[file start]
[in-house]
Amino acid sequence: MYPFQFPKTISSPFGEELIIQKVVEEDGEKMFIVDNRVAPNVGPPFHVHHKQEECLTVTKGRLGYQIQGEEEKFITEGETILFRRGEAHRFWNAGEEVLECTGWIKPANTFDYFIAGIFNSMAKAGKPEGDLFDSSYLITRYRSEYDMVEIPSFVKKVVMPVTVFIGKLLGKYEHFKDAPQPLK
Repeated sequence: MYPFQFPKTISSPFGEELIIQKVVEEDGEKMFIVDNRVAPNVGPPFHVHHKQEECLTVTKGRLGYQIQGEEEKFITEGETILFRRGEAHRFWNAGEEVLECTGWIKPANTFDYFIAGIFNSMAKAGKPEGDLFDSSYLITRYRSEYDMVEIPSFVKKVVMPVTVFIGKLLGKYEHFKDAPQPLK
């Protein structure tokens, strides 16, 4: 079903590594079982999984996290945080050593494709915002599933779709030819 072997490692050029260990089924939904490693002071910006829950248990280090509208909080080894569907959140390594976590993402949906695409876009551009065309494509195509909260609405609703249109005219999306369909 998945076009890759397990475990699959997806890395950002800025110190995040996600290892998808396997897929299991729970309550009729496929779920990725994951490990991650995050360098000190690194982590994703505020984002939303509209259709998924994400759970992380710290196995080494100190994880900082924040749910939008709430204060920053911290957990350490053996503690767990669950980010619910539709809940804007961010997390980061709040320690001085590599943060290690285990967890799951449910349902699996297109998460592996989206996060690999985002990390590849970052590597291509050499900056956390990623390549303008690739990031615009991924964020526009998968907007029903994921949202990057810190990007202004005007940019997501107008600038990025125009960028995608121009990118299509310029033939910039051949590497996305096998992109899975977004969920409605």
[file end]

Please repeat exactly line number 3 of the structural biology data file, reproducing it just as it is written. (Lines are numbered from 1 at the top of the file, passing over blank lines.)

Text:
Repeated sequence: MYPFQFPKTISSPFGEELIIQKVVEEDGEKMFIVDNRVAPNVGPPFHVHHKQEECLTVTKGRLGYQIQGEEEKFITEGETILFRRGEAHRFWNAGEEVLECTGWIKPANTFDYFIAGIFNSMAKAGKPEGDLFDSSYLITRYRSEYDMVEIPSFVKKVVMPVTVFIGKLLGKYEHFKDAPQPLK